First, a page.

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Shemar Moore Bikes for MS

The actor talks to WebMD about his commitment to raising funds for multiple sclerosis, a disease his mother has.
By Rachel Mosteller
WebMD the Magazine - Feature
Reviewed by Louise Chang, MD

Shemar Moore, best known as FBI special agent Derek Morgan on the hit television drama Criminal Minds and previously as Malcolm Winters on The Young and the Restless, bikes for fun, for exercise, and most of all to raise funds and awareness for multiple sclerosis, a disease his mother has. March is MS Awareness Month, and Moore took a well-timed break to talk about his mom and his commitment to cycling for a good cause.

Nine years ago, Marilyn Wilson-Moore, who divorced early from Moore's father and as a single mother raised her son, was diagnosed with MS. She's one of 400,000 Americans -- one diagnosed every hour -- who battle this disease, which can cause blurred vision, slurred speech, loss of balance, and paralysis. "There was fear in not knowing or believing it could happen," Moore, who turns 38 in April, says of her condition in its early stages, including the possibility of increased dependence on a wheelchair. "You think your parents are invincible."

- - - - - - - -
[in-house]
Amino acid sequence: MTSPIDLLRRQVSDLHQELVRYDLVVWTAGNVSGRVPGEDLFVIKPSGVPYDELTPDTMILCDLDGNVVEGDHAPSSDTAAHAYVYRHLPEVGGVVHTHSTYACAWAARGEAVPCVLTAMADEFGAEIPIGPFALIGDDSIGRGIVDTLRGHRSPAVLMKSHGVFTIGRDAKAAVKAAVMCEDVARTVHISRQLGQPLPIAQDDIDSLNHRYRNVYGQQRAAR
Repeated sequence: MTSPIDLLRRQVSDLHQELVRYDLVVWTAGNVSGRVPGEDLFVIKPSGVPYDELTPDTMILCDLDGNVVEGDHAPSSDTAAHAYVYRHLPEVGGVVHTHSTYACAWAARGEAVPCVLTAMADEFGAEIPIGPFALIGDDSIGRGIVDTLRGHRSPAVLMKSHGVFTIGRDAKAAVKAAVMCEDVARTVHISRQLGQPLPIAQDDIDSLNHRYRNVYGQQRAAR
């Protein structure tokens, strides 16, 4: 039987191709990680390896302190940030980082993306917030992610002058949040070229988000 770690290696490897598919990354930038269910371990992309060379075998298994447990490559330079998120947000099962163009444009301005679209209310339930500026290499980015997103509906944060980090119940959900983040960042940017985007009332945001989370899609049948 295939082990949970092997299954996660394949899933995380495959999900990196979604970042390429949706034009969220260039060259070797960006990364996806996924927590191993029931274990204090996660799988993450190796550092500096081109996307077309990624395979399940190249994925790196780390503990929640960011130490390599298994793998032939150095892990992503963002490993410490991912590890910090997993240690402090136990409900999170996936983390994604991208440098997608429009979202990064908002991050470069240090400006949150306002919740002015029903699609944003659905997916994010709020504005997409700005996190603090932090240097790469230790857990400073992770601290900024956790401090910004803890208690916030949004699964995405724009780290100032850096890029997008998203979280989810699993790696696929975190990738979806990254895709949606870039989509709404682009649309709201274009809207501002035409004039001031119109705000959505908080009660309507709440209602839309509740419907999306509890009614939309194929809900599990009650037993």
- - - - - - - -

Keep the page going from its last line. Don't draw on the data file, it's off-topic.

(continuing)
Although he has long enjoyed biking, it wasn't until Moore joined the cast of CBS's Criminal Minds in 2005 that crew members introduced him to competitive cycling. Since then, he and a team of 60 from the show have hit the road each fall, in the Southern California Start to Finish MS Bike Tour -- one of 100 rides nationwide that brought in awareness and funds for MS. The 2007 tour raised more than $700,000 for MS research and programs. He plans to bike again in the 2008 event, Sept. 20–21.

"I can chase my dream of acting but use what I built to get people to take notice and create an awareness of [it]," says Moore. "I wasn't aware of it until it hit home. Now, I'm asking people out of the goodness of their hearts to dig in their pockets to give back to people who can't defend themselves. ... I'm riding a bicycle on behalf of them."

Originally published in the March/April 2008 issue ofWebMD the Magazine.

Reviewed on February 01, 2008

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